Simon Johnson and Peter Boone turn their attentions to Ireland – their analysis is truly shocking and is informed by a valid (and obvious) adjustment. They use GNP in preference, as a superior indicator of Ireland’s ability to repay debt, to GDP. I’m surprised this hasn’t been used more commonly when discussing the deficit.
When we adjust Ireland’s figures accordingly, the situation is dire. The budget deficit was about 17.9 percent of G.N.P. in 2009, and based on European Commission projections (and assuming the G.N.P.-G.D.P. gap remains the same) it will be roughly 14.6 percent in 2010 and 15.1 percent in 2011, while the debt-to-G.N.P. ratio at the end of this year is expected – by our calculation – to be 97 percent, and 109 percent at the end of 2011. These numbers make Ireland look similarly troubled to Greece, with a much higher budget deficit but lower levels of public debt.
Ireland’s politicians, rather than facing up to their problems, are making things ever worse. Simply put, the Irish miracle was a mirage driven by clever use of tax-haven rules and a huge credit boom that permitted real estate prices and construction to grow quickly before now declining ever more rapidly. The biggest banks grew to have assets twice the size of official G.D.P. when they essentially failed in 2008. The government has now made a fateful choice: rather than make creditors pay some part of the losses, it is taking the bank debt onto the national balance sheet, effectively ballooning its already large sovereign debt. Irish taxpayers are set to be left with the risk of very large payments to make on someone else’s real estate deals gone bad.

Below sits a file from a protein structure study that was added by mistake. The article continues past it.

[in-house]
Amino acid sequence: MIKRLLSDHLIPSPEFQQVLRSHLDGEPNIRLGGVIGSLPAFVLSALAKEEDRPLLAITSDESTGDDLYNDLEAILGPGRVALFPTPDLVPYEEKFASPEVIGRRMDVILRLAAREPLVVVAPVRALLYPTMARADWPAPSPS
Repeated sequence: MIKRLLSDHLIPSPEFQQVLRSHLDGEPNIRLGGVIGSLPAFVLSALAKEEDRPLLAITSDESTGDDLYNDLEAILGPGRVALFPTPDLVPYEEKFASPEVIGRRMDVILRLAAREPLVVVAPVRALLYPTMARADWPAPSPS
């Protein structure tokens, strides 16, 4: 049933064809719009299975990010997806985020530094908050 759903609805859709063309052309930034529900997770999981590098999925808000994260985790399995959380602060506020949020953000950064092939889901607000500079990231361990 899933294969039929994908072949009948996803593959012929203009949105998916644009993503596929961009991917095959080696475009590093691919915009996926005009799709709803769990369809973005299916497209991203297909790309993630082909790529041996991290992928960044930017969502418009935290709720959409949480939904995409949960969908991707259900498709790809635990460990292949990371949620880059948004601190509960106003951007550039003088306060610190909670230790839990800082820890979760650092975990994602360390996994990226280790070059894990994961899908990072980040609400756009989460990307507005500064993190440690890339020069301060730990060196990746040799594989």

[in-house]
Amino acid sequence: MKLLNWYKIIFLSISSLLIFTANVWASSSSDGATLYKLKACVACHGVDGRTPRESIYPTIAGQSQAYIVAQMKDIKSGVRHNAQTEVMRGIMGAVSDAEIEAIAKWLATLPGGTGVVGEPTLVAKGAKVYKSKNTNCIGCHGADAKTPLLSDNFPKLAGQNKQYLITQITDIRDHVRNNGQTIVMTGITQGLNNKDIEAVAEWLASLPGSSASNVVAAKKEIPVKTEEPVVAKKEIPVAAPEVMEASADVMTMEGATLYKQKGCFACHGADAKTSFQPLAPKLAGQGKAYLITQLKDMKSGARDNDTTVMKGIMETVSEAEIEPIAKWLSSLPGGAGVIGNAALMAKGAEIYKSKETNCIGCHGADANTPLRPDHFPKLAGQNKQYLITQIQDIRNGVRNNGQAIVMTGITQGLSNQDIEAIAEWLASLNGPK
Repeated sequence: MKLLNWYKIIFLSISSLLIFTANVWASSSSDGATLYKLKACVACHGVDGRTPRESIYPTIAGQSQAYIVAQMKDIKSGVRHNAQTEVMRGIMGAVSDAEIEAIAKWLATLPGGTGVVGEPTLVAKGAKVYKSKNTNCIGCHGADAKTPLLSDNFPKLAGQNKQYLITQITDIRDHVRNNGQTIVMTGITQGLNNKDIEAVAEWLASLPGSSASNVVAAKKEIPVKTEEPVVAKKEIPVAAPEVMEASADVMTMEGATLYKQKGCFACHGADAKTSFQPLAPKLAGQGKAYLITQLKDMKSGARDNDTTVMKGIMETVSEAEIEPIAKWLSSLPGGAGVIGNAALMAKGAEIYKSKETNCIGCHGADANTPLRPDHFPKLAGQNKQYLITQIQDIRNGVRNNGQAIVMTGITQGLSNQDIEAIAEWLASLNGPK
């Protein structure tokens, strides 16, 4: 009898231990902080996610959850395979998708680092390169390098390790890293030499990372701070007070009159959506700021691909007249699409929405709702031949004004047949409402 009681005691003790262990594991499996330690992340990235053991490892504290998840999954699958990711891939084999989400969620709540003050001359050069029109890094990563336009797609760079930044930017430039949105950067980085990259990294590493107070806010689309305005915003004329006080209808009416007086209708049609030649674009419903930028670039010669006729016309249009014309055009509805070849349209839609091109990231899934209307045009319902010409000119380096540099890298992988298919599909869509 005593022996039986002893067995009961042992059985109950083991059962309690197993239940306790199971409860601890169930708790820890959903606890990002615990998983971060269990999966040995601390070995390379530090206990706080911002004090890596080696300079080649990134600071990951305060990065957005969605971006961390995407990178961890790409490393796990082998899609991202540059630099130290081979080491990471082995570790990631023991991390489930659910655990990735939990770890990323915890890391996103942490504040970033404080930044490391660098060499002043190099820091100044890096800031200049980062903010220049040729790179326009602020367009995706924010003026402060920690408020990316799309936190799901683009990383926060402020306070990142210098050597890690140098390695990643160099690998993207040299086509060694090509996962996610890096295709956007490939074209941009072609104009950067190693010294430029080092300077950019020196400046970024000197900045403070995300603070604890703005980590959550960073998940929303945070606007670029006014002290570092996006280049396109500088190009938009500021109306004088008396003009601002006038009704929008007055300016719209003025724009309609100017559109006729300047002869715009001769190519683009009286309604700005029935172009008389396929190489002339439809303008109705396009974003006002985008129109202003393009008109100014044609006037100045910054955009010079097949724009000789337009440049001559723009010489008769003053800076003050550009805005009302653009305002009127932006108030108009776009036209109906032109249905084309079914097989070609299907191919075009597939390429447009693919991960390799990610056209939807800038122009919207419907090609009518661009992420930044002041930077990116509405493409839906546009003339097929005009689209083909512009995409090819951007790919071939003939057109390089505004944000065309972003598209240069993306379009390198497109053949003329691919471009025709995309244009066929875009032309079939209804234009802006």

There is no simple escape, but if the government hopes to avoid a sovereign default, the one overriding priority should be to stop bailing out the banks. Instead, the government should wind down existing banks in a “bad bank,” while moving their deposit base and profitable businesses into new, well-capitalized banks that can function without a taxpayer burden. This will be messy, but it is far better than a sovereign default.
I agree with this approach. Creditors who lent to delinquent banks were not niave – the dogs in the street knew their was a property bubble and the banks were highly leveraged. The creditors should take the pain of the bulk of the adjustment. More controversially they argue Ireland should leave the Euro –
Finally, the Irish need to consider seriously whether being in the euro zone is worth the cost. The adjustment to this awful situation would be far easier outside the euro zone — even though leaving the zone might have adverse repercussions for other nations. Once again, a comprehensive program with European Union/I.M.F. support might make this the least worse option.